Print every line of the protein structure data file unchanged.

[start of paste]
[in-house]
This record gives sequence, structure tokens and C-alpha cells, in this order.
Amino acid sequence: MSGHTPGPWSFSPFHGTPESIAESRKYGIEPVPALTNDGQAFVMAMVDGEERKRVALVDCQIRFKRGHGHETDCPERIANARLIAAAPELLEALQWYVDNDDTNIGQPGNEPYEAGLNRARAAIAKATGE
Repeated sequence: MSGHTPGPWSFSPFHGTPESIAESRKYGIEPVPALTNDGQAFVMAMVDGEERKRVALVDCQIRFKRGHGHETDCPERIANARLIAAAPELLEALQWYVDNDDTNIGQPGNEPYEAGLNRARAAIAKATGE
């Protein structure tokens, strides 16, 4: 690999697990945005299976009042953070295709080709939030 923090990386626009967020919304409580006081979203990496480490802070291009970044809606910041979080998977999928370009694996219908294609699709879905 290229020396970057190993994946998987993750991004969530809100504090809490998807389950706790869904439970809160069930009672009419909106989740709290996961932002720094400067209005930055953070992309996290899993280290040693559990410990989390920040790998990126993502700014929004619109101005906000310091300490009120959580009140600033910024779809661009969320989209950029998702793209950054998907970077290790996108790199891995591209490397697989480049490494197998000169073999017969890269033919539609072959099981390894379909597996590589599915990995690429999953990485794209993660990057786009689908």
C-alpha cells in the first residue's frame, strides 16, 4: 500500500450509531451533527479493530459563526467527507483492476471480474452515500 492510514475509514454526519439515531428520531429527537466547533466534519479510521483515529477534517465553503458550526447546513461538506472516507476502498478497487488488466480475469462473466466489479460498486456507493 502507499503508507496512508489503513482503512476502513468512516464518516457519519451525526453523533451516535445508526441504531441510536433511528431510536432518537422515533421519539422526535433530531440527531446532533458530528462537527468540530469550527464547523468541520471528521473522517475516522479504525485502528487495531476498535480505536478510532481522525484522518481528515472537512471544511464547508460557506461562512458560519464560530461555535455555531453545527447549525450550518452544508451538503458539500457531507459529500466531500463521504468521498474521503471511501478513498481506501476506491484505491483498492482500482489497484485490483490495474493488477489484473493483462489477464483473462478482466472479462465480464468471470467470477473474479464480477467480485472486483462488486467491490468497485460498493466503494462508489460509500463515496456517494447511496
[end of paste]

[in-house]
This record gives sequence, structure tokens and C-alpha cells, in this order.
Amino acid sequence: MSGHTPGPWSFSPFHGTPESIAESRKYGIEPVPALTNDGQAFVMAMVDGEERKRVALVDCQIRFKRGHGHETDCPERIANARLIAAAPELLEALQWYVDNDDTNIGQPGNEPYEAGLNRARAAIAKATGE
Repeated sequence: MSGHTPGPWSFSPFHGTPESIAESRKYGIEPVPALTNDGQAFVMAMVDGEERKRVALVDCQIRFKRGHGHETDCPERIANARLIAAAPELLEALQWYVDNDDTNIGQPGNEPYEAGLNRARAAIAKATGE
């Protein structure tokens, strides 16, 4: 690999697990945005299976009042953070295709080709939030 923090990386626009967020919304409580006081979203990496480490802070291009970044809606910041979080998977999928370009694996219908294609699709879905 290229020396970057190993994946998987993750991004969530809100504090809490998807389950706790869904439970809160069930009672009419909106989740709290996961932002720094400067209005930055953070992309996290899993280290040693559990410990989390920040790998990126993502700014929004619109101005906000310091300490009120959580009140600033910024779809661009969320989209950029998702793209950054998907970077290790996108790199891995591209490397697989480049490494197998000169073999017969890269033919539609072959099981390894379909597996590589599915990995690429999953990485794209993660990057786009689908």
C-alpha cells in the first residue's frame, strides 16, 4: 500500500450509531451533527479493530459563526467527507483492476471480474452515500 492510514475509514454526519439515531428520531429527537466547533466534519479510521483515529477534517465553503458550526447546513461538506472516507476502498478497487488488466480475469462473466466489479460498486456507493 502507499503508507496512508489503513482503512476502513468512516464518516457519519451525526453523533451516535445508526441504531441510536433511528431510536432518537422515533421519539422526535433530531440527531446532533458530528462537527468540530469550527464547523468541520471528521473522517475516522479504525485502528487495531476498535480505536478510532481522525484522518481528515472537512471544511464547508460557506461562512458560519464560530461555535455555531453545527447549525450550518452544508451538503458539500457531507459529500466531500463521504468521498474521503471511501478513498481506501476506491484505491483498492482500482489497484485490483490495474493488477489484473493483462489477464483473462478482466472479462465480464468471470467470477473474479464480477467480485472486483462488486467491490468497485460498493466503494462508489460509500463515496456517494447511496